When Fashion Meets Technology
New marketing techniques, new fabrics and materials for clothes or even integrated gadgets… Technology is completely playing havoc with the fashion industry.
Fashion and Social Media
Picture: Burberry on Instagram.
Who does not follow his favorite fashion brands on Social Media? Facebook, Twitter, Instagram, Pinterest… Everybody can be instantaneously aware of their very latest news. Imagine that a few decades ago, way before the Internet, fashion labels would communicate through catalogues. And they were therefore not easily available. Fashion was more exclusive.
Nowadays, every single brand uses Social Media to advertise and get more exposure. This completely changed the limits of fashion branding. Beyond introducing their pieces of clothing and look books on paper, fashion houses now post videos, inspiring street style pictures…
A breakthrough for the consumers
Consumers and fashion bloggers even take part in the brands’ communication by giving their opinion on their Social Media accounts, or by taking pictures
Even more astonishing, if Fashion Shows were used to be reserved for the ‘elite’, they are now streamed live online and customers are able to immediately purchase the looks from the runway!
Picture: Ying Gao dress
Many designers use nowadays high technology to make their garments. At Stella McCartney, the team worked to find innovative and exclusive synthetics and uses cutting edge sustainable materials to sell non-leather goods. And for example, fashion designer Ying Gao has created amazing and supernatural dresses that move and glow when someone is looking at them using eye-tracking technology.
Lately, Google has combined fashion and technology to create the Google Glass, design glasses that are able to take photos, videos or to be used as a GPS device.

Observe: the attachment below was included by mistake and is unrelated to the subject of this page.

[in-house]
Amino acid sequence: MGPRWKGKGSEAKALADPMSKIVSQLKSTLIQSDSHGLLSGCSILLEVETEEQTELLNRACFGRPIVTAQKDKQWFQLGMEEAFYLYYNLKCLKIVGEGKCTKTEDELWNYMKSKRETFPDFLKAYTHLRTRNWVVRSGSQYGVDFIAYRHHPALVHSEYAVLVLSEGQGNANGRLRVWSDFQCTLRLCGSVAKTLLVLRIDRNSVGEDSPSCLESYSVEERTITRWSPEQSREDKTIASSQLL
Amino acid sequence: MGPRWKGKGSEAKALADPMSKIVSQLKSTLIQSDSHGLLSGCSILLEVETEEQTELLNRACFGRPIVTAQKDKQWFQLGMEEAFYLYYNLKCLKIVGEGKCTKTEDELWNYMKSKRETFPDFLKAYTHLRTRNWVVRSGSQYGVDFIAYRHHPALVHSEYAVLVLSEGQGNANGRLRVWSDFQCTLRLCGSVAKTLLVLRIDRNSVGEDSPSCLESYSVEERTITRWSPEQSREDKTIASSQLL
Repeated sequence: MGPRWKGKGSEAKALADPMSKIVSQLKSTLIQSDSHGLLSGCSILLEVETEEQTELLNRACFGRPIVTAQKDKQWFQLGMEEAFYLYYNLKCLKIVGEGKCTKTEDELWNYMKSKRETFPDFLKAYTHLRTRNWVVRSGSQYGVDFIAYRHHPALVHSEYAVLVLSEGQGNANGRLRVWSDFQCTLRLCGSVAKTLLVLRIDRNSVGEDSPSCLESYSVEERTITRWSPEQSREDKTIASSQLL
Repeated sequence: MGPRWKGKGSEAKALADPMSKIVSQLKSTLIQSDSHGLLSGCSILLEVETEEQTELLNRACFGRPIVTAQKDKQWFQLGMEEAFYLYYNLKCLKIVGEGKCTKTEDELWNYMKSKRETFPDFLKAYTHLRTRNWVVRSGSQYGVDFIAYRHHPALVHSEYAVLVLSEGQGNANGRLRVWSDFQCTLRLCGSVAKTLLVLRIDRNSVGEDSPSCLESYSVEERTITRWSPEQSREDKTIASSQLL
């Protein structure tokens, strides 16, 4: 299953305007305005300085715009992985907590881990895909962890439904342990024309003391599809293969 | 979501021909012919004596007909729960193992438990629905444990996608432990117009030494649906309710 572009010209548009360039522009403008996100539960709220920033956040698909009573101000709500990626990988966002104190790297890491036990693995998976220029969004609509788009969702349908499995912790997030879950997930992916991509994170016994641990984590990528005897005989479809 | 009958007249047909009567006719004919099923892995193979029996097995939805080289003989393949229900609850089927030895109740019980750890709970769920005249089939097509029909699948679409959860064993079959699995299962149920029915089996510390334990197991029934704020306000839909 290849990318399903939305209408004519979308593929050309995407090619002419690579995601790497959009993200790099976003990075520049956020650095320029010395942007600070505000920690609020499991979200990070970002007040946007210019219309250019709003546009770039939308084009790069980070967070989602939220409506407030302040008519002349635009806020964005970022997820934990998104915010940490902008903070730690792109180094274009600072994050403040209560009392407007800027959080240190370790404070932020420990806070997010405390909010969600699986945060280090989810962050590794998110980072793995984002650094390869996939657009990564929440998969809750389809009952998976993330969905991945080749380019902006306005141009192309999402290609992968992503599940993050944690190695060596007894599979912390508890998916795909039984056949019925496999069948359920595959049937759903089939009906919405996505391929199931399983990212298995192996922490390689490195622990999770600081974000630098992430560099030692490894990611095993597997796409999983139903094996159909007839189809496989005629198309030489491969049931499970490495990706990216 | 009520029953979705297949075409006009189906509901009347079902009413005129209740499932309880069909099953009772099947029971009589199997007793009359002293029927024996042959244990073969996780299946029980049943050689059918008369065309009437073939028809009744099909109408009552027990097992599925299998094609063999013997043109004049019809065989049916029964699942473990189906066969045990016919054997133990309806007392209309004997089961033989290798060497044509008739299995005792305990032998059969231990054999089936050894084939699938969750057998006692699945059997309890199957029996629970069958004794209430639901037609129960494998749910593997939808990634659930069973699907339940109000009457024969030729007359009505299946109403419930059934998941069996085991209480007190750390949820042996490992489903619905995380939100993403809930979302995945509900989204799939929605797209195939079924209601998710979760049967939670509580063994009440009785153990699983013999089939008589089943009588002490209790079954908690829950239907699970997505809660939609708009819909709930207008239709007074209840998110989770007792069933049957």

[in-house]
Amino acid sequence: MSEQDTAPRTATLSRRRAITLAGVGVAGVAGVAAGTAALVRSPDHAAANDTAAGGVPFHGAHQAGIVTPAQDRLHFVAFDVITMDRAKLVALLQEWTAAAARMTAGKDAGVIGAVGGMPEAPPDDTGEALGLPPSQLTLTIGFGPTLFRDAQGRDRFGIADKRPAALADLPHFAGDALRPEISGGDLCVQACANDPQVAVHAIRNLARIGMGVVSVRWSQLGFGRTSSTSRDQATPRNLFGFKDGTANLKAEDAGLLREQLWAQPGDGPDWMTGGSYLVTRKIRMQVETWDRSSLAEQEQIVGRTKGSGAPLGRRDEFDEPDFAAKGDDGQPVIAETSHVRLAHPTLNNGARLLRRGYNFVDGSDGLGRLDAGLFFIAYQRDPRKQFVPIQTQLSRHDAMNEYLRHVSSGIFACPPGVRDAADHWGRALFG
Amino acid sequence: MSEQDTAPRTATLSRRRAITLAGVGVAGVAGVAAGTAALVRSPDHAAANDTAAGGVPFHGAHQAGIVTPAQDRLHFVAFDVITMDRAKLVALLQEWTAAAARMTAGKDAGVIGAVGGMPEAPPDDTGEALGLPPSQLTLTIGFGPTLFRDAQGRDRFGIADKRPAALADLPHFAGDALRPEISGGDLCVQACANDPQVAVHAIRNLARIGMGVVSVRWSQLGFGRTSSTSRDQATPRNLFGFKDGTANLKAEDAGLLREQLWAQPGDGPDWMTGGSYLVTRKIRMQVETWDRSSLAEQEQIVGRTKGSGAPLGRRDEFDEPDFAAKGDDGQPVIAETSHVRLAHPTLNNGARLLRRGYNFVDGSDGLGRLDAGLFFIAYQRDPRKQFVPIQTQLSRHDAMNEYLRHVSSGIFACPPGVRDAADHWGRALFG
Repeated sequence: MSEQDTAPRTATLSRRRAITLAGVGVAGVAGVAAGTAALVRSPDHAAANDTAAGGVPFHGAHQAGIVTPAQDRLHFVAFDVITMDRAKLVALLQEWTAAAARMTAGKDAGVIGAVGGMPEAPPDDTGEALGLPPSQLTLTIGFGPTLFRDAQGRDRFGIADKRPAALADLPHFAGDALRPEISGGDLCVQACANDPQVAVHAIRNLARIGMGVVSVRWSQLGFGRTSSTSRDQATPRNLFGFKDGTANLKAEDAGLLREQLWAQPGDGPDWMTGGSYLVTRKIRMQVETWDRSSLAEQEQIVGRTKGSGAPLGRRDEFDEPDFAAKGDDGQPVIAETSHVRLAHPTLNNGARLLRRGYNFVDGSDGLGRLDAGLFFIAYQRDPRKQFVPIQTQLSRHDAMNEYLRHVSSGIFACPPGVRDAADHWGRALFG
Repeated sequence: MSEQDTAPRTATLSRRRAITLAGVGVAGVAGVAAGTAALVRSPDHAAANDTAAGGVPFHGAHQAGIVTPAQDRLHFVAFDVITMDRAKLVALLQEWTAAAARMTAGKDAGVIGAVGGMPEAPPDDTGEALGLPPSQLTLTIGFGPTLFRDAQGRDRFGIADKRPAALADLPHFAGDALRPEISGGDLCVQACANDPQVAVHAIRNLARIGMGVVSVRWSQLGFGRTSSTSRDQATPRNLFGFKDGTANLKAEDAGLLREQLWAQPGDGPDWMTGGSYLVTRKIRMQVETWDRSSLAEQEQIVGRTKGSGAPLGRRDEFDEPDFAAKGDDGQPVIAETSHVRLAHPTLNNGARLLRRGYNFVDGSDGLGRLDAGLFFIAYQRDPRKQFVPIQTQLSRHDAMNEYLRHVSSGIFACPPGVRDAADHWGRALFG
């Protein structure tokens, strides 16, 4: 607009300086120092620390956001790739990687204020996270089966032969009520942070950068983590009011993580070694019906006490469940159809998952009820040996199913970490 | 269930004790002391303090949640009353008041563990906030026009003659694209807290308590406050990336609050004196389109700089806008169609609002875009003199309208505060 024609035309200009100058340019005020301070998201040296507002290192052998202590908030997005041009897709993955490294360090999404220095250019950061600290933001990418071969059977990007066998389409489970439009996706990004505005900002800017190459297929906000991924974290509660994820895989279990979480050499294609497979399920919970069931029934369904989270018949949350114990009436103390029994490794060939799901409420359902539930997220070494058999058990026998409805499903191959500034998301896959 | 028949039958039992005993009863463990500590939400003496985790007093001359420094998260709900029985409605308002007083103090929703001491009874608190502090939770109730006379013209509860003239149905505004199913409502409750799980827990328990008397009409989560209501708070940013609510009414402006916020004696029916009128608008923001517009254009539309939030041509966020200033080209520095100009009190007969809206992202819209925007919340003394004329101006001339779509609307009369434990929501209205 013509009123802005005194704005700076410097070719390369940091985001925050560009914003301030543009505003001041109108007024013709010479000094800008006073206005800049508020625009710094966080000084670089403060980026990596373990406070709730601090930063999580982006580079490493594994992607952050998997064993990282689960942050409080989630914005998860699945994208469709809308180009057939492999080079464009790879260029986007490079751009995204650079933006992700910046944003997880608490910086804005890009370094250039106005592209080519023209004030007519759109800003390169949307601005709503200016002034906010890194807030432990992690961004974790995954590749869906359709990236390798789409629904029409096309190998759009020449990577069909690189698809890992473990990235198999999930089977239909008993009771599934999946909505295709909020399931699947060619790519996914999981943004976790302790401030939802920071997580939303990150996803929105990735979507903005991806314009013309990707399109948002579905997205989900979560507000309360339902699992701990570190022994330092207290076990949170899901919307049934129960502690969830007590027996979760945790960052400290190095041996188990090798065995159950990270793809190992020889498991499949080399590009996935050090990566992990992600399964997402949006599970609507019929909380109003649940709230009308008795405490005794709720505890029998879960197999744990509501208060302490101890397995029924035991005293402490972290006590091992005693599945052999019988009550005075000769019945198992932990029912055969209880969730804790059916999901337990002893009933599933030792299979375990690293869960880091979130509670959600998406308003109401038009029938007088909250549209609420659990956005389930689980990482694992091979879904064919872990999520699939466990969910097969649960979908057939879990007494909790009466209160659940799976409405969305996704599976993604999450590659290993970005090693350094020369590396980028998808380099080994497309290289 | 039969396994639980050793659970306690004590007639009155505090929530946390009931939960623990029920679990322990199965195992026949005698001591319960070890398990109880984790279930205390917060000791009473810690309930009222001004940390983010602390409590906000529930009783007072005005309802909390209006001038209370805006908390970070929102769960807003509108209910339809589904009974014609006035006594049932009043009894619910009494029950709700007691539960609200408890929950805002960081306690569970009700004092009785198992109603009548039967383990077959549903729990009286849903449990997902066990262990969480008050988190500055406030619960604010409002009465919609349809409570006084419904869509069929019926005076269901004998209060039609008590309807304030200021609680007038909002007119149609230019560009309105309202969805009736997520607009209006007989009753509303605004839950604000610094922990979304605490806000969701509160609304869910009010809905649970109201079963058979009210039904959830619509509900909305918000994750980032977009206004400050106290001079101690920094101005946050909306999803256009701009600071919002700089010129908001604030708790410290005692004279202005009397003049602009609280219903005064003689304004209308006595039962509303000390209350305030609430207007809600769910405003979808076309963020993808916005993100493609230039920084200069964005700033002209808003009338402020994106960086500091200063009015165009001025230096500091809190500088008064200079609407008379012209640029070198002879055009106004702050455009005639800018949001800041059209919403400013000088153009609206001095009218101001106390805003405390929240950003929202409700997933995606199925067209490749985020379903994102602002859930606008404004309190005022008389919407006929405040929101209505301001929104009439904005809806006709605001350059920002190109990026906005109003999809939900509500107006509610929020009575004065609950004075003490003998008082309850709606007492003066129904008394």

More and more IT companies like FitBit and Samsung are launching wristbands or necklaces able to measure our calories and steps, or watches that could replace a smartphone. But these are products that are usually more associated to fashion than technology and most women may not be willing to wear unaesthetic jewels all day long.
However, a few designers have seen these new products as a great opportunity for them to match fashion and technology by making them attractive. Designer Tory Burch is for instance collaborating with FitBit – a company that has created a “smart wristband” – to design a collection for them.
Another example is the visionary company Beacon&Lively that has immediately thought about combining fashion and technology to design a stylish bracelet able to warn you when you phone is ringing.
In the future…
Technology is continuously evolving. 3D printer could become the next production tool for accessories and an increasing number of designers will probably embark on wearable technology… Who knows what is going to be next!